The city of Tomball has terminated its three-year agreement to provide school resource officers to Tomball ISD, the city announced in a news release Feb. 21. The city provided its 90-day termination notice in a letter to the district Dec. 9, which Community Impact obtained, meaning the contract termination is effective March 9.
In a Feb. 21 letter sent to staff and families by TISD, the district said the existing 12 SROs will remain serving TISD campuses through the end of the 2022-23 school year, per an agreement reached by the city and district.
It was not immediately clear what options TISD may be pursuing to maintain SRO services at its campuses.
According to the city’s release, the city has partnered with TISD to provide school resource officers since the early 2000s, increasing its agreed-upon number of officers most recently in September. Community Impact previously reported that the city approved an amendment to its interlocal agreement with the district, which was slated to provide 16 SROs by the end of the 2022-23 school year. Police Chief Jeff Bert said the city had until June to provide the 16 officers, up from the 12 existing officers on campuses.
The termination of the contract comes after the district approved a new interlocal agreement with Harris County Precinct 4 Constable’s Office during its Jan. 10 meeting, which would add four SROs to Tomball ISD. In a Nov. 16 letter from Superintendent Martha Salazar-Zamora to Tomball Mayor Lori Klein Quinn obtained by Community Impact, Salazar-Zamora said she hoped the potential agreement would supplement the number of officers in the district to reach 20.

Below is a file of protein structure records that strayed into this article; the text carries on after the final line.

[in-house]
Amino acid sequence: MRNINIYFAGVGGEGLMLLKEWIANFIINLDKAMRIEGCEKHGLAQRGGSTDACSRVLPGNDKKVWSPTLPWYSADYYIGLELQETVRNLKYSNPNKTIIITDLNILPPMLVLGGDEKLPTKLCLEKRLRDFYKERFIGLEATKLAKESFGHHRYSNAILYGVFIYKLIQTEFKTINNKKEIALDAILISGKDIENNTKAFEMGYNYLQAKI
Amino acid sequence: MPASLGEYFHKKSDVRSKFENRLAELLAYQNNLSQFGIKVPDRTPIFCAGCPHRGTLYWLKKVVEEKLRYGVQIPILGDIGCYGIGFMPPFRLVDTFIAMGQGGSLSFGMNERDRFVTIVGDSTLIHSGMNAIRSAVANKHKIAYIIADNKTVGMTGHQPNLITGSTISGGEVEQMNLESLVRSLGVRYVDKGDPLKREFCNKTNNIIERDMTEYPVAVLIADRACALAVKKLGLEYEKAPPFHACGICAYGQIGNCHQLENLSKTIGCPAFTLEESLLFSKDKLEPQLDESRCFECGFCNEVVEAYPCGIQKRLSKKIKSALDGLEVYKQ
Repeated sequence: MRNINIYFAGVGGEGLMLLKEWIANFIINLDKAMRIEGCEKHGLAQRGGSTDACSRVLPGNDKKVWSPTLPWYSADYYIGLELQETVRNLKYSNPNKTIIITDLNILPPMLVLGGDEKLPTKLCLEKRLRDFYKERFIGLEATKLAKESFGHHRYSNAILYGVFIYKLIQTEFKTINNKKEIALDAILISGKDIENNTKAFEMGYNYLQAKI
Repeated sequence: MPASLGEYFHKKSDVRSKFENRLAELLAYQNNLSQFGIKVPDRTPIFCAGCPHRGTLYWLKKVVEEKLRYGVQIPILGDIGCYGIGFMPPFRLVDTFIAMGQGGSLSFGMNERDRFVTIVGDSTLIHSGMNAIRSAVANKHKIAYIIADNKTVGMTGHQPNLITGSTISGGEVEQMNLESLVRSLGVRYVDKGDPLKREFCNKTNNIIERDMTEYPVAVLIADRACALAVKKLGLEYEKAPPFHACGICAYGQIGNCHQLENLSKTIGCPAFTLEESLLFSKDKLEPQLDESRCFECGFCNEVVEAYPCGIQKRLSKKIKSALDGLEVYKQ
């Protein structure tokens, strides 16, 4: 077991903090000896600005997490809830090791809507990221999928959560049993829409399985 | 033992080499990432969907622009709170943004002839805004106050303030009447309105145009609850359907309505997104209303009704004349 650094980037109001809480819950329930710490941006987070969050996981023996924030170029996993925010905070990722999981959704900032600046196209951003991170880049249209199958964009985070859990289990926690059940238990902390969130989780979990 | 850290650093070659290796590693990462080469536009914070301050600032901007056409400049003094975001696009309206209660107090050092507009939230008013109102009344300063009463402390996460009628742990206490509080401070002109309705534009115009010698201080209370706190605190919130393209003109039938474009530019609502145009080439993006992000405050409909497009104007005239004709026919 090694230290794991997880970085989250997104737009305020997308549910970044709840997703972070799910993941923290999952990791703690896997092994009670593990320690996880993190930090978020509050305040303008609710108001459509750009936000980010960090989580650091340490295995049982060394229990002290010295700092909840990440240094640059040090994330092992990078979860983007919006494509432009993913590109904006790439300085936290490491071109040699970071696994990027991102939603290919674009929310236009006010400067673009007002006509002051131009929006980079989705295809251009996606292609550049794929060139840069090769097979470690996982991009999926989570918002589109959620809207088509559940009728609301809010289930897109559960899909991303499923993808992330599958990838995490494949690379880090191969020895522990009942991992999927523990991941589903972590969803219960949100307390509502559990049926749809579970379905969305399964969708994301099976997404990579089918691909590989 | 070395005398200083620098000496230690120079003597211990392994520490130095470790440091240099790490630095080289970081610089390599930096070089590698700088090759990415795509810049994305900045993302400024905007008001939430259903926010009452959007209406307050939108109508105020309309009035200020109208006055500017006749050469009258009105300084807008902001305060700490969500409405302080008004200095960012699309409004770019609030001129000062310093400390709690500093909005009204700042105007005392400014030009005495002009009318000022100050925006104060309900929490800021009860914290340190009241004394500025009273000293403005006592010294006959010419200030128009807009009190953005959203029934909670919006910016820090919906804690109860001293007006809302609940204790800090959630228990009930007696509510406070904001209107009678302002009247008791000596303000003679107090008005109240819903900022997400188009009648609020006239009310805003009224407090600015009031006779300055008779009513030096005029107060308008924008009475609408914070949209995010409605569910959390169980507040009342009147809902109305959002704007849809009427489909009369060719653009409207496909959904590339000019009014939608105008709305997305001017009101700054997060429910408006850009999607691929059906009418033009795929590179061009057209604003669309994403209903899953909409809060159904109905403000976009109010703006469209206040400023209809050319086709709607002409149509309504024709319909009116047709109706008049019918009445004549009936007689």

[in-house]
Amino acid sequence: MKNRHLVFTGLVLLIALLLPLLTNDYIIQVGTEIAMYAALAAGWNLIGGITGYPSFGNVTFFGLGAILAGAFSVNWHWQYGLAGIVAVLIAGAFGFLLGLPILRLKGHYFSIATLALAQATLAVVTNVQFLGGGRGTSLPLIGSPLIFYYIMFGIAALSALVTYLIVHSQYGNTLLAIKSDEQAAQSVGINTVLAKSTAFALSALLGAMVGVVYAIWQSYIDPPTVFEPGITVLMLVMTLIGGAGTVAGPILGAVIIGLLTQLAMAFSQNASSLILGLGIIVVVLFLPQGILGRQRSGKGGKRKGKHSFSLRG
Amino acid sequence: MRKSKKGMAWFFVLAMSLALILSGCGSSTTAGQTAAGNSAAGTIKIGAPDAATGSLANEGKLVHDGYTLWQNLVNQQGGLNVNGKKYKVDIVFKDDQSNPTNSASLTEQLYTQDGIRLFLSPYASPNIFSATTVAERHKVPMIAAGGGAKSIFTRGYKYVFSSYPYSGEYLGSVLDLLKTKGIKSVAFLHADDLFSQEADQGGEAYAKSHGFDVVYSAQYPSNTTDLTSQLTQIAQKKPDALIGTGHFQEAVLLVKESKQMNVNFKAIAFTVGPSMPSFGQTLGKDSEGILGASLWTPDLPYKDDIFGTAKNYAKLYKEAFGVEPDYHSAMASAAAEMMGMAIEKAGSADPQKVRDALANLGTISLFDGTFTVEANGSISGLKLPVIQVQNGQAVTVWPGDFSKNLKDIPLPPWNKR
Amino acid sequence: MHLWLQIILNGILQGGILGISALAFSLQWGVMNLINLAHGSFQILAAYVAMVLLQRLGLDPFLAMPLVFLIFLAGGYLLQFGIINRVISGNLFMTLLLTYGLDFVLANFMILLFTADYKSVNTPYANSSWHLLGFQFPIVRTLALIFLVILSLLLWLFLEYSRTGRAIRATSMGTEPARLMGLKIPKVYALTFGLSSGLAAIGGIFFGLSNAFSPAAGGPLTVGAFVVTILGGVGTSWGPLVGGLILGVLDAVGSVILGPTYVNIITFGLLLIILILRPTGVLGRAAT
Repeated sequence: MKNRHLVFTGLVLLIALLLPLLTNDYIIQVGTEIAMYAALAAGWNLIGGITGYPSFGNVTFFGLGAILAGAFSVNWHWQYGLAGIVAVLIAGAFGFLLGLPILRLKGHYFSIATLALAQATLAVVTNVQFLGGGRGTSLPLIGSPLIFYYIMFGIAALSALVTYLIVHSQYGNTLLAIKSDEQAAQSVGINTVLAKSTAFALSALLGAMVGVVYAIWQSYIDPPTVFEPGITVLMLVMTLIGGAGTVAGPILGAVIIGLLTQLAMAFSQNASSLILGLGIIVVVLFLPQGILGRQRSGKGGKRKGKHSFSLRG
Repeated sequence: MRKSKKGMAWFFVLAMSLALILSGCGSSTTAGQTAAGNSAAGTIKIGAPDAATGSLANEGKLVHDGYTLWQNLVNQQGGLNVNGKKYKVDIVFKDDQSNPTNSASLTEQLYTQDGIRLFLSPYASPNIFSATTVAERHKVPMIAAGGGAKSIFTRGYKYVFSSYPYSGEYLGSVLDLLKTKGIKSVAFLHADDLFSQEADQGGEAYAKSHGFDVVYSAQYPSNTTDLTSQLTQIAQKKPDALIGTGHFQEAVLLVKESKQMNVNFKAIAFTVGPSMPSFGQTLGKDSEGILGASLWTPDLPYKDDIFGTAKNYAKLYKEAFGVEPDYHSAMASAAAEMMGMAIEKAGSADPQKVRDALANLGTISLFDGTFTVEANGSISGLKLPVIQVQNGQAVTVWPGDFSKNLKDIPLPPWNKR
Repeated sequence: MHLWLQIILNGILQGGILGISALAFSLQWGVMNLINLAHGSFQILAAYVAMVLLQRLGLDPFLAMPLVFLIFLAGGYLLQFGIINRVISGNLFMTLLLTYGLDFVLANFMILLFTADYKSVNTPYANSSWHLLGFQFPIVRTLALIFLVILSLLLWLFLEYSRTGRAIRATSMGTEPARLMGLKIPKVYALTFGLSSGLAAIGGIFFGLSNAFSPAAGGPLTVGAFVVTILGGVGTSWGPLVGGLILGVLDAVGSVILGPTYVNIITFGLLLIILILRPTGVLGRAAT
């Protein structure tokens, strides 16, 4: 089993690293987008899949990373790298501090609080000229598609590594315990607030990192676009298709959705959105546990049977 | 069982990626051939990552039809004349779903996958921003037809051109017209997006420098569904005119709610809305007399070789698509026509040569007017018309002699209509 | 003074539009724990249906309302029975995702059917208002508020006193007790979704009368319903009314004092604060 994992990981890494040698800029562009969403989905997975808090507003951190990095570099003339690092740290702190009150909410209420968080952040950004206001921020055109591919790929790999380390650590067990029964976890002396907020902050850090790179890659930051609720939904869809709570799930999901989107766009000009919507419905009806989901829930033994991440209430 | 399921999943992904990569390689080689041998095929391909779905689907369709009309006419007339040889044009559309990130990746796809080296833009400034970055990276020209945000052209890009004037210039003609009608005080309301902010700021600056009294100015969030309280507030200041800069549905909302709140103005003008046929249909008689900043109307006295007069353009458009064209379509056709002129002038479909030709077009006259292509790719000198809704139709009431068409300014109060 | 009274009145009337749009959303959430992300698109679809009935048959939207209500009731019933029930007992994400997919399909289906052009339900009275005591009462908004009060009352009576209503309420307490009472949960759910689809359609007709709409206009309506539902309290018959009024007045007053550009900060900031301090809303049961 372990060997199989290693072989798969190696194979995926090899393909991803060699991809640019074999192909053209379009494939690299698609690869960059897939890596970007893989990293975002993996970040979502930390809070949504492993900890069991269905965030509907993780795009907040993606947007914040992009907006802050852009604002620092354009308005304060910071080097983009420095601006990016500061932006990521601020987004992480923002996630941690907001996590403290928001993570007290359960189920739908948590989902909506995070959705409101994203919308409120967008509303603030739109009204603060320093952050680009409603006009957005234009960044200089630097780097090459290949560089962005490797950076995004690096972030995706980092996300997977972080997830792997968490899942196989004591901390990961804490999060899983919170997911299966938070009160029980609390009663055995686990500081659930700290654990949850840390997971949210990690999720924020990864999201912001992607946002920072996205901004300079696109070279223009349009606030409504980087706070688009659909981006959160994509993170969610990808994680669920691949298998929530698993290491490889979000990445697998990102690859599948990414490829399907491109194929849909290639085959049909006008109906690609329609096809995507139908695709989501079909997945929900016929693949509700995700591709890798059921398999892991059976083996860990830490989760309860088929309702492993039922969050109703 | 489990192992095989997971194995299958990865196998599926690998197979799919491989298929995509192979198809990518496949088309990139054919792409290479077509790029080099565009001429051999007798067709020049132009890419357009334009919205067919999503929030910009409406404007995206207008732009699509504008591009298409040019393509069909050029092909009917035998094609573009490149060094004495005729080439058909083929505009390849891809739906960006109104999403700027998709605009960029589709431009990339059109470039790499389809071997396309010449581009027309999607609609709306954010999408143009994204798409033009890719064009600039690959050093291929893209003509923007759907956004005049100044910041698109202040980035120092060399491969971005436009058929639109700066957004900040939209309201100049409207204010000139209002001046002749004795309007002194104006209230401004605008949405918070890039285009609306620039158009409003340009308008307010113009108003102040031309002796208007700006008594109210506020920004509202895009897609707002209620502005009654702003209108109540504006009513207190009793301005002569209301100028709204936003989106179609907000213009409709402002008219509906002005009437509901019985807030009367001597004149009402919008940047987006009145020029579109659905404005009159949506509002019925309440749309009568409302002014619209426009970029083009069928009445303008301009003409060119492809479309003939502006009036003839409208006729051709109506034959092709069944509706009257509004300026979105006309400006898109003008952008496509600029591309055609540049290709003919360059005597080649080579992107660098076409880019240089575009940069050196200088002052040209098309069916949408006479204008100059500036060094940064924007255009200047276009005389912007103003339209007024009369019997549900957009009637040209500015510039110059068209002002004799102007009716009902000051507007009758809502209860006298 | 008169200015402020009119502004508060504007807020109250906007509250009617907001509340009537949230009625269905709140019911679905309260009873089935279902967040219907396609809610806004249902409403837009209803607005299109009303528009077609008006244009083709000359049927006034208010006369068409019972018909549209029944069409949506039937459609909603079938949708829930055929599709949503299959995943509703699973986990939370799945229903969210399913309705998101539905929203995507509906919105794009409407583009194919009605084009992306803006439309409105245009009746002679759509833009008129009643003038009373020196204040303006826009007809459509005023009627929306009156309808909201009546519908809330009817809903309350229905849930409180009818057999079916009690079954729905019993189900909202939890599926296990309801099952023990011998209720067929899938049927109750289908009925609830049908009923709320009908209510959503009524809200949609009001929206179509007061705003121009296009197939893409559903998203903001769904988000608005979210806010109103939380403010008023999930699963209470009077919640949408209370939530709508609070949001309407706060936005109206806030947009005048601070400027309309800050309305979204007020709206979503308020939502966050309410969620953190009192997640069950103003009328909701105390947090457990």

“Despite the city’s termination of our three-year contract, rest assured there will be no lapse in law enforcement presence, or SROs, in the district,” Salazar-Zamora said in the Feb. 21 letter. “In fact, with the anticipated addition of the four Harris County Precinct 4 constable SROs, parents, students and staff will see an increased law enforcement presence on our campuses and throughout the district.”
The agreement for additional officers was approved by Harris County Commissioners Court at the Feb. 21 meeting, Allison Suarez, TISD director of communications and marketing, confirmed in an email Feb. 22. Meeting information shows the agreement with Harris County Precinct 4 would span from March 11-Sept. 30, and the district will pay 100% of the cost, totaling $247,677 for the four officers.
Negotiating more officers
According to the city’s release, the city claims negotiations stalled in the fall of 2022 over providing more SROs after the district told the city that TISD did not want to pay for support staff.
“This issue has not been about the costs associated with but the equitable responsibilities,” City Manager David Esquivel said via email.
Support staff, which the city claims it is funding at no cost to the district, include positions such as a commanding officer and a dispatcher, according to the release.